By: George Kurzom
Exclusive to Environment and Development Horizons (Afaq magazine):
The scarcity of spaces for construction, the traffic congestion in all Palestinian cities, the escalating fuel prices and the endless governmental financial crisis, should push the official and governmental authorities to abandon the policy of encouraging people to use private vehicles, especially luxurious cars in order to encourage people to use public transportation.
It will be a turning point if the Palestinian Authority announces a comprehensive and qualitative transformation in the transportation sector.
The fact is that Palestinians are so addicted to private cars to an extent that it became intolerable.
As a matter of fact, many people belonging to the middle and upper social strata have fulfilled, in recent decades, their "American" dream of building a "villa" on the outskirts of Palestinian cities. In addition to two or more family cars in the luxury home car park.
It's the expensive, health-harmful, environmentally polluted, dangerous and even deadly consumer dream, in terms of the enormous human losses that we see daily in the streets.
The contradiction is that the West Bank and Gaza Strip are not considered vast areas of land as in Australia, Canada or California and we don’t even have a car industry.
However, what is available to us is just small areas of land isolated from each other, densely populated and besieged by settlements, military bases and the apartheid colonial wall.
Therefore, logically, the philosophy and policy of the transportation sector is assumed to reflect this reality.
The Palestinian transportation system is draining and exhausting on several levels, in terms of massive air pollution, noise pollution, building roads which pass through large areas of open land, establishing underground parking lots, daily road accidents, wasting time, high fuel cost, and so on.
The car that's supposed to serve us has turned into an unbearable burden.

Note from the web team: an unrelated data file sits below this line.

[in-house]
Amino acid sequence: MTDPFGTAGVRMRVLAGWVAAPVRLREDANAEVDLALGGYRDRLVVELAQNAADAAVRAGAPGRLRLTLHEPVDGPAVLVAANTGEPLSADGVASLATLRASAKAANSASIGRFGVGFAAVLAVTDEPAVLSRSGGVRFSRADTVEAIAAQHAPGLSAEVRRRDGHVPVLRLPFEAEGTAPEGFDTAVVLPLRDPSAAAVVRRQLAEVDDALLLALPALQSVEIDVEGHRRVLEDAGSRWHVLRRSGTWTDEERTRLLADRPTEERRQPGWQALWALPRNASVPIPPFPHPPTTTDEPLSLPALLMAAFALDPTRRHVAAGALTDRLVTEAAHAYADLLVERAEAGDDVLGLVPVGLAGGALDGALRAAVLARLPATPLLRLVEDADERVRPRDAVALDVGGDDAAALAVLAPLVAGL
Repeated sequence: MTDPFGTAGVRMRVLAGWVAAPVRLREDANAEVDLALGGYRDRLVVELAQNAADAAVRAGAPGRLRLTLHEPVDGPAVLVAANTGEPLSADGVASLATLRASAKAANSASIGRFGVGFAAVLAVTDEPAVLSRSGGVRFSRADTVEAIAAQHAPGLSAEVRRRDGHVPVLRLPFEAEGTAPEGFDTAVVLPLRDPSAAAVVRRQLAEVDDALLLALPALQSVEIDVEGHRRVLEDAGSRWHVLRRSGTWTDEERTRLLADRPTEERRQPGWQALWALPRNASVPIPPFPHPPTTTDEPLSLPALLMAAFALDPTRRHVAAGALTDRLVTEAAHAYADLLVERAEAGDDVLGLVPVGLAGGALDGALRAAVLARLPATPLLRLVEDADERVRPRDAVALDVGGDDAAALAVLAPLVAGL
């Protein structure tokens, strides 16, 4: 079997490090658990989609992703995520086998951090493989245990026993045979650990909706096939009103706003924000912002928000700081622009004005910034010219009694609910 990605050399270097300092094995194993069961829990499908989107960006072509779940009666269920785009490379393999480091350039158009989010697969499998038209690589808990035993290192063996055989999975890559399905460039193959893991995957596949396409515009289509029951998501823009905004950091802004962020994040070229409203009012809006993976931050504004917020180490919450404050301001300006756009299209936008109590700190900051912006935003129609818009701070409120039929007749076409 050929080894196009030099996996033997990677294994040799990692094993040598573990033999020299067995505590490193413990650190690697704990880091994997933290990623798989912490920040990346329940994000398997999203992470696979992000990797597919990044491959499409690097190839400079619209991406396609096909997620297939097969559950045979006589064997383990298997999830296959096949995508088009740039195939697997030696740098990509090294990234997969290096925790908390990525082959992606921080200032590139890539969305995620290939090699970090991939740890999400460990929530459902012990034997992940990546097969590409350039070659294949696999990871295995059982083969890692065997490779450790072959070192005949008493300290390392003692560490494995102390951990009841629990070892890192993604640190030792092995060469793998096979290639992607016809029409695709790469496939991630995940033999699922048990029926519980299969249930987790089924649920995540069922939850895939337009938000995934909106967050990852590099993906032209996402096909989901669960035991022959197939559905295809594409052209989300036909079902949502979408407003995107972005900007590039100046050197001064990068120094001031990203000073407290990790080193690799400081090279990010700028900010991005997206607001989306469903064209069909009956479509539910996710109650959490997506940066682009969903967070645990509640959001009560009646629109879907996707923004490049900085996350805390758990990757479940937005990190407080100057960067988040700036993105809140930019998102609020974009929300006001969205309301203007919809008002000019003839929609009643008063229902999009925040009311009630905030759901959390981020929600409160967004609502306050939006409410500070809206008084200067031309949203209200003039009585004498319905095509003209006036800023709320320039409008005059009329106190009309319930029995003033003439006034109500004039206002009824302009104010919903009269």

It is therefore time to make a clear and courageous strategic decision to decrease the interest in private vehicles. And to start promoting and encouraging the use of public transportation especially buses.
In the absence of adequate infrastructure and ineffective public transportation, it is easy to accuse the official authorities and the government of inattention and carelessness. But we do not have to wait for the country to change until we start changing our habits. We can start at the level of workplaces, institutions and companies, with simple practical steps that aim at significantly reducing the use of private and public cars, which are a major cause of troubles in the transportation infrastructure.
In order to achieve a significant reduction in the amount of private car use, activists must carry out intensive awareness raising campaigns (workshops, training, meetings, communication ...) among NGOs, ministries, government institutions and companies of the private sector.
To encourage the employees to use simple and cheap means, such as: encouraging work from home, the travel of employees, workers and students in partnership or by buses and public vehicles, the use of bicycles for most of the short commutes.
As well as walking, which is another fuel saving option that gives us a real sense of self-reliance, as a result of our dependence on our own physical energy. This guarantees an additional reduction in the use of private cars.
The use of a car instead of walking or cycling, leads to a significant increase in the percentage of people who suffer from obesity, and lack of physical activity.
In the same context, campaigns must be commenced to pressure decision-makers (through meeting with them), to take the necessary measures to motivate people to use public transportation, and to work towards promoting the use of buses and public vehicles within and between cities and towns, at affordable prices, as well as for the establishment of appropriate infrastructure, including streets, roads, and public vehicles stations.
We can also provide incentives that encourage reduced vehicle use, and thus reduced fuel consumption. Among these incentives: Allocating a specific monthly limit of kilometers for each employee (including the use of his own vehicle while at work). At the end of the month, the employee receives a report detailing how he used the car, and based on that he will be held accountable financially.
If the employee travels less than the ceiling allocated to him, the surplus amount will be transferred to his bank account. But if his use of the car is more than the specified ceiling, then the excess financial value is deducted from his monthly salary.
This method has impressively affected the driving habits of workers and employees in many institutions and companies in European countries. Some companies that have successfully applied this method, which aims to change behavioral patterns related to transportation, have managed to reduce the number of their employees who arrive at their workplace with their own cars to less than a third of the total number of employees in the company.
This ecological philosophy pours directly into the mill of reducing the impact of Palestinian society from its consumption of harmful fuel, and from the toxic gas and carbon emissions resulting from transportation polluting the environment and destructive to public health, thus encouraging people to shift to clean transportation.
Translated by: Rasha Abu Dayyeh